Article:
Justice League – “What are your superpowers?” asks Barren Allen a.k.a. Flash, to Bruce Wayne, “I’m rich” answers the alter ego of Batman. This line—one of the best in “Justice League”—sets a note of humour and irony in this story that reunites this old gang of superheroes. Batman (Ben Affleck) —indeed the only one with no real superpowers—undertakes the difficult task of reassembling the group to face a potentially catastrophic danger to humanity.
Some strange flying creatures are seen in Gotham City, in fact, Batman encounters one of them at the very beginning of the movie, which sets the underlying theme of the story: an alien menace is lurking, and a rapid action is needed to defend the Earth. On top of that, as the movie also reminds us by showing his image and some footage of his funeral, the planet would have to deal with the imminent threat without the presence of the greatest of all superheroes. Superman (Henry Cavill), as we know, was killed in a previous episode of this saga.
Steppenwolf (Ciarán Hinds) a powerful enemy of humankind and of the ancient gods who had punished him, is back and intends to recover three boxes that contain unlimited power. To make the boxes work as intended, Steppenwolf needs, first of all, recover the three of them and then place them together so they can release their energy. The boxes were entrusted to three different groups of beings, the Amazons, the Atlantians, and the last one to humans. Steppenwolf’s first move is to attack the Amazons, which would alert Wonder Woman (Gal Gadot) who would also be the first to join forces with Batman. Arthur Curry a.k.a. Aquaman (Jason Momoa) is initially reluctant to participate, but when Steppenwolf attacks his undersea realm, he has no choice but to join the fight too.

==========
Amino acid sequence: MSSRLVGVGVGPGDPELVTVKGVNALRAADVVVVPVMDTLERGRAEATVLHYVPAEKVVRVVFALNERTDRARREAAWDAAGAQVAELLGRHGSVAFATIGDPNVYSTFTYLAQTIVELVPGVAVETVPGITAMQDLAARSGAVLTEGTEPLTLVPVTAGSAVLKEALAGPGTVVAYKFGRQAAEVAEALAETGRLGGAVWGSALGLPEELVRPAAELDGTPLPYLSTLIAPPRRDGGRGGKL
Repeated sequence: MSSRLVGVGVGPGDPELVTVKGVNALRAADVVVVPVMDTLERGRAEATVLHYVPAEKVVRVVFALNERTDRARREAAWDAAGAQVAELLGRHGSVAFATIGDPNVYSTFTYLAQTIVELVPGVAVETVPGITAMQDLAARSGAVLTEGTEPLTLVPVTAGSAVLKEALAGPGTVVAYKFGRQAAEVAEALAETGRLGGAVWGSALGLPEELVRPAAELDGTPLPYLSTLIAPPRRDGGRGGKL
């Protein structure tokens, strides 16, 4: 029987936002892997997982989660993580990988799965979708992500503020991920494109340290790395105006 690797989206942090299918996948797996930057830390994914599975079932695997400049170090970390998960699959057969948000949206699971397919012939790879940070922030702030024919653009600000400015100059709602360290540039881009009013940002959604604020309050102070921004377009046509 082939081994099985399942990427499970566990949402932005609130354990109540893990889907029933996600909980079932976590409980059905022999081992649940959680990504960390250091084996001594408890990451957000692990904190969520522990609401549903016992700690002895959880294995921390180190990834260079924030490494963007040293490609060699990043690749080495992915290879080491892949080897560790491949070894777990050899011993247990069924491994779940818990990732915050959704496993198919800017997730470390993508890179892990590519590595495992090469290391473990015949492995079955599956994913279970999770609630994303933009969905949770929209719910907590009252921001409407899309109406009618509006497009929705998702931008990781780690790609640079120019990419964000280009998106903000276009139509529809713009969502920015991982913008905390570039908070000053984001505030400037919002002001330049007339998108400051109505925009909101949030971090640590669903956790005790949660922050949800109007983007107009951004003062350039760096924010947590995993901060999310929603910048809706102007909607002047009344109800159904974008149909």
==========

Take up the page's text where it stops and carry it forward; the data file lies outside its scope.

The other two members are the world’s fastest man, the Flash (Ezra Miller), who at one point confesses his dislike for weapons and violence, and the League’s only black superhero Cyborg or Victor Stone (Ray Fisher). Cyborg reached his superhuman condition in spite of himself and as a result of the experiment his father was conducting. This unfortunate event is something that Victor resents until he realizes that his abilities could be put to good use.
Steppenwolf is the greatest threat the world has faced and to battle it the combined efforts of all members of the Justice League would be necessary plus the technological savvy of Alfred Pennyworth (Jeremy Irons) and much more. In the end, the Justice League should again count on all its members, even if for that the superheroes would also have to engage in a heated debate of ethical connotations.
The film is directed by Zack Snyder and written by Chris Terrio and Joss Whedon; I should say that they manage to create a good story in which action and fantasy are well integrated to deliver an entertaining story. Special effects are essential like in any such movie, but without them being overwhelming, instead, a well-structured plot and dialogues with some nuanced humour are more important. And, in the end, don’t leave when credits start rolling, a last—somewhat funny scene—is inserted right there.
No doubt that Justice League was released to become the year-end blockbuster, it would surely attract lots of viewers, and it may also raise questions as to what is the metaphorical enemy that Steppenwolf and his swarming army are representing. In a social analysis of pop culture, one cannot forget that superheroes emerge as a response to what society perceives as a threat at a given time. By society I mean the American one, although to make it perhaps more global, the Justice League has now dropped its jingoistic reference to “America.” When these characters were created in the late 1930s, that threat was organized crime, then during World War II it was the Nazis, the Cold War made that threat “Red,” now it could be terrorists and perhaps more specifically, the so-called Islamic State. We must wait for the saga’s next installments. In any case, this one offers 110 minutes of enjoyable entertainment.
By: Sergio Martinez – mtltimes.ca